There is no problem with Prozac. That's the official word fromthe Food and Drug Administration, after recent hearings examined claims that Prozac's behavioral side effects might include suicide and violent behavior. But what about the attitudinal effects of this profitable and popular drug. Is Prozac changing how we feel about feelings?
What if Hamlet had had Prozac?
In Shakespeare's play the young prince returns to Denmark for ** his father's funeral. He is sad and upset. In a very short time his mother has remarried her dead husband's brother. Hamlet, outraged, is obsessed with revenge. Shakespeare tells us that Hamlet suffers from ''melancholia.'' The anger and grief result in five deaths. Reading the play now, we can wonder if Prozac might have saved all this carnage.
This very popular anti-depressant was introduced by Eli Lilly and Co. in 1988. The green and white capsules are appearing in more medicine chests and cosmetic bags each day. Mental-health practitioners say that this anti-depressant, also known as fluoxetine, cuts the intensity of strong feelings and helps to calm and lighten moods. Because Prozac works with the chemistry of the brain as a serotonin uptake inhibitor, it only really works for those who have the corresponding biochemical need for their serotonin to be reduced.
Prozac cuts into compulsive behavior; all those people repeatedly washing their hands, counting steps and stepping over the cracks in the sidewalk are freed from those intensive drives. For this reason Prozac is frequently prescribed for obsessive-compulsive disorders. It is also used for conditions such as anorexia, bulimia, alcoholism, cigarette addiction and insomnia.
The other thing that Prozac does well is to lessen the intensity of strong emotional reactions. Fears are less, compulsions are less and anger is less. With Prozac the world is lighter, calmer and easier. People on Prozac are just generally less upset. And being upset seems to be the basis for getting a prescription.
It's not easy to make a case against something that quells anger. Nobody likes anger. Isn't it a good thing to get rid of anger and similar strong and disturbing feelings? Isn't it a relief for all concerned if you can just chill out, lie back, let go and ease up.?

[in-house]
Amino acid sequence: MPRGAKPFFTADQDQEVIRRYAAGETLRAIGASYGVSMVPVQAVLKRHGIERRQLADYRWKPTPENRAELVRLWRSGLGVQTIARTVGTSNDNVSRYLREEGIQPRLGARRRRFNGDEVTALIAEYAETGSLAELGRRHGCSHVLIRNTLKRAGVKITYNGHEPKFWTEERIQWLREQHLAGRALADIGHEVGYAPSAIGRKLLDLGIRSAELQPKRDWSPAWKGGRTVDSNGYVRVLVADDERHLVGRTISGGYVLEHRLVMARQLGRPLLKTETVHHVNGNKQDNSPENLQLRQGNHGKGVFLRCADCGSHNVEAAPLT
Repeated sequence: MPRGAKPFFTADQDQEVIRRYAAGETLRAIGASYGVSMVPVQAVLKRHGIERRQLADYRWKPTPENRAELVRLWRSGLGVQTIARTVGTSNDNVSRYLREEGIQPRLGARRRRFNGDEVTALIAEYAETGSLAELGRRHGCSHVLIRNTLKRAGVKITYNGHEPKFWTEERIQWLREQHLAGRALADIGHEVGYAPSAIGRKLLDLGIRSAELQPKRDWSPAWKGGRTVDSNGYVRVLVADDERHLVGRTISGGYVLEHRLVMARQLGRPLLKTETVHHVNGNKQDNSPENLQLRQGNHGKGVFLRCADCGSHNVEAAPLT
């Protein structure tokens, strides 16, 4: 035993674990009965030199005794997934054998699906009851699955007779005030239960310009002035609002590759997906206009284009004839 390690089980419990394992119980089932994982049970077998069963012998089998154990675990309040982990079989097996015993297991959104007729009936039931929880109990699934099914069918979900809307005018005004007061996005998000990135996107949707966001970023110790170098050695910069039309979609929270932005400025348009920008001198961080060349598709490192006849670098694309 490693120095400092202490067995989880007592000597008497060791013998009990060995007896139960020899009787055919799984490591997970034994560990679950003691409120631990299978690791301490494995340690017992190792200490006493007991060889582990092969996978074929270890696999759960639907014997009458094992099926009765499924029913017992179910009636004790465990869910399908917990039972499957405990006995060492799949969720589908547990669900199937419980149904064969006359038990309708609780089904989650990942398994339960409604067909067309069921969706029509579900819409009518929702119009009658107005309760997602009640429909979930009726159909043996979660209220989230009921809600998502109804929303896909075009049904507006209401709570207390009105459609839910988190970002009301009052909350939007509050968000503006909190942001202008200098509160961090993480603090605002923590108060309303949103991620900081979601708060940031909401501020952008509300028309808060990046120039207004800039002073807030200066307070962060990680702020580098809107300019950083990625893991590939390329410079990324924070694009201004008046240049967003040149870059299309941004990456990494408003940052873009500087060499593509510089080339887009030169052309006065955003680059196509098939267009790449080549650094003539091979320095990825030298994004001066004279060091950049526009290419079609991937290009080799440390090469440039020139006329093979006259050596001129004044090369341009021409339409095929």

Well maybe. And maybe not.
What do users of Prozac report? Many say that since taking Prozac, whenever they encounter an old pain or something that used to upset them, they can say, ''so what.'' When something occurs that used to create rage, Prozac fans say, ''I didn't let it bother me.''
That probably is fine if you have been screaming at your secretary for making typos, or driving your husband nuts because he doesn't do everything right. But if you are constantly saying ''I'll do it tomorrow,'' or if you no longer care if someone is treating you or others unfairly, or if you no longer have strong feelings about bad things happening in your life or in the world -- then maybe Prozac is not a good idea.
Sadness tells us when we have lost or are losing something important. Anger tells us that something wrong or bad is going on. Our complex emotional systems are what clue us in to what is happening; they show us what we care about, and they define us within our society's rules and moral codes. If we cannot feel and make judgments and decisions based on those feelings, and the intensity of those feelings, then we are missing a crucial barometer for what is happening to us and around us.
Strong feelings are uncomfortable and even inconvenient, but would we have revolutions, spiritual awakenings or art without them? Without anger, or even rage, would we have justice and law?
Let's go back to the melancholy prince in Denmark and imagine what he would have been like if the castle alchemist had mixed up a bowl of fluoxetine for him. Maybe Hamlet would have grieved for his father in a quiet way, and been mad at his mother and thought his uncle was a criminal, but nobody would have gotten killed. If he had had Prozac he might have gone back to school, or gone to Paris with Laertes. He might have been mad, but not murderous. That would have been Neil Simon, not Shakespeare.
Hamlet's preoccupation with the nature of man has led critics to refer to him as the ''first modern man.'' What they celebrate is Hamlet's angry preoccupation with the unjust break in the moral code of Elsinore. (According to church law at that time a man marrying his brother's widow was entering an incestuous relationship.) Psychopharmacology might have drastically changed this play. Is it changing our lives?